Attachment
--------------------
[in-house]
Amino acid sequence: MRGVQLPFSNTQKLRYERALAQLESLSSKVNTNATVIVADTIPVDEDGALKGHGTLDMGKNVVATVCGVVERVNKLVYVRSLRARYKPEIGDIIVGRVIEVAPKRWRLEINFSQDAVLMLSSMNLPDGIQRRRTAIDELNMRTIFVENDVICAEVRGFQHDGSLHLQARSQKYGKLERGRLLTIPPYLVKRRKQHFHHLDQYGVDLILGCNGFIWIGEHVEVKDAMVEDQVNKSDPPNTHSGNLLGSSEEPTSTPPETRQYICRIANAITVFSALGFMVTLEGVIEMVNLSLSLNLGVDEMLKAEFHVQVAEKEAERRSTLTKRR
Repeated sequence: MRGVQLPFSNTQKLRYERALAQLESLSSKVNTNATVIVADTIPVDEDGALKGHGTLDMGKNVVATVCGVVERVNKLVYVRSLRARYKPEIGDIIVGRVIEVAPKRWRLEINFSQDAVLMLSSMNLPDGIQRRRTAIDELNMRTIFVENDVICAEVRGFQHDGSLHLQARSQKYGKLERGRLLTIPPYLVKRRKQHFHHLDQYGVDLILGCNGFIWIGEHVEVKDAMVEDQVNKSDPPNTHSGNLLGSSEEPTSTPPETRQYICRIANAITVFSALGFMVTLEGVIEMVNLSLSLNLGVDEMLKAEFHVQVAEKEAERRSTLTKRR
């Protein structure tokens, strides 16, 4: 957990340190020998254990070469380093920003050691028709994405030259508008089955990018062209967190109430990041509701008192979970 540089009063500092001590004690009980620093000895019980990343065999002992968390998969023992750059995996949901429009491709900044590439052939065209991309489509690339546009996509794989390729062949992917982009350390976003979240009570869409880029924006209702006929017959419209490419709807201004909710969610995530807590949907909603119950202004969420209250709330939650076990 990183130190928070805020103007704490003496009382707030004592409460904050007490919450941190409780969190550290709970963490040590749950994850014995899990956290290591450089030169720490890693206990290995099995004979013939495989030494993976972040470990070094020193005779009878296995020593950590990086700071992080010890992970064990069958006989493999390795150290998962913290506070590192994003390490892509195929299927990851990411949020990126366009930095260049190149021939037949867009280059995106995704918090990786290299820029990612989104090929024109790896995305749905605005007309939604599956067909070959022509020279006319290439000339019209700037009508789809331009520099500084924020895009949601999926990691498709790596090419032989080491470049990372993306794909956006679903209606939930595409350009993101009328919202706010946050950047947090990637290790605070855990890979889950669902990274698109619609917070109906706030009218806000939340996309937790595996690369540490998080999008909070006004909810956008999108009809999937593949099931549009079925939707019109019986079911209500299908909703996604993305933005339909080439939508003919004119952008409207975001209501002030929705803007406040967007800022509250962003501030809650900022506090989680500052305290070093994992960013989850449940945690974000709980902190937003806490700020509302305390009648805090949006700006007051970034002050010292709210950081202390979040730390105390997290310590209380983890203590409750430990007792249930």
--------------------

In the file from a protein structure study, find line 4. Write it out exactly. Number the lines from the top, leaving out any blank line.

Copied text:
């Protein structure tokens, strides 16, 4: 957990340190020998254990070469380093920003050691028709994405030259508008089955990018062209967190109430990041509701008192979970 540089009063500092001590004690009980620093000895019980990343065999002992968390998969023992750059995996949901429009491709900044590439052939065209991309489509690339546009996509794989390729062949992917982009350390976003979240009570869409880029924006209702006929017959419209490419709807201004909710969610995530807590949907909603119950202004969420209250709330939650076990 990183130190928070805020103007704490003496009382707030004592409460904050007490919450941190409780969190550290709970963490040590749950994850014995899990956290290591450089030169720490890693206990290995099995004979013939495989030494993976972040470990070094020193005779009878296995020593950590990086700071992080010890992970064990069958006989493999390795150290998962913290506070590192994003390490892509195929299927990851990411949020990126366009930095260049190149021939037949867009280059995106995704918090990786290299820029990612989104090929024109790896995305749905605005007309939604599956067909070959022509020279006319290439000339019209700037009508789809331009520099500084924020895009949601999926990691498709790596090419032989080491470049990372993306794909956006679903209606939930595409350009993101009328919202706010946050950047947090990637290790605070855990890979889950669902990274698109619609917070109906706030009218806000939340996309937790595996690369540490998080999008909070006004909810956008999108009809999937593949099931549009079925939707019109019986079911209500299908909703996604993305933005339909080439939508003919004119952008409207975001209501002030929705803007406040967007800022509250962003501030809650900022506090989680500052305290070093994992960013989850449940945690974000709980902190937003806490700020509302305390009648805090949006700006007051970034002050010292709210950081202390979040730390105390997290310590209380983890203590409750430990007792249930």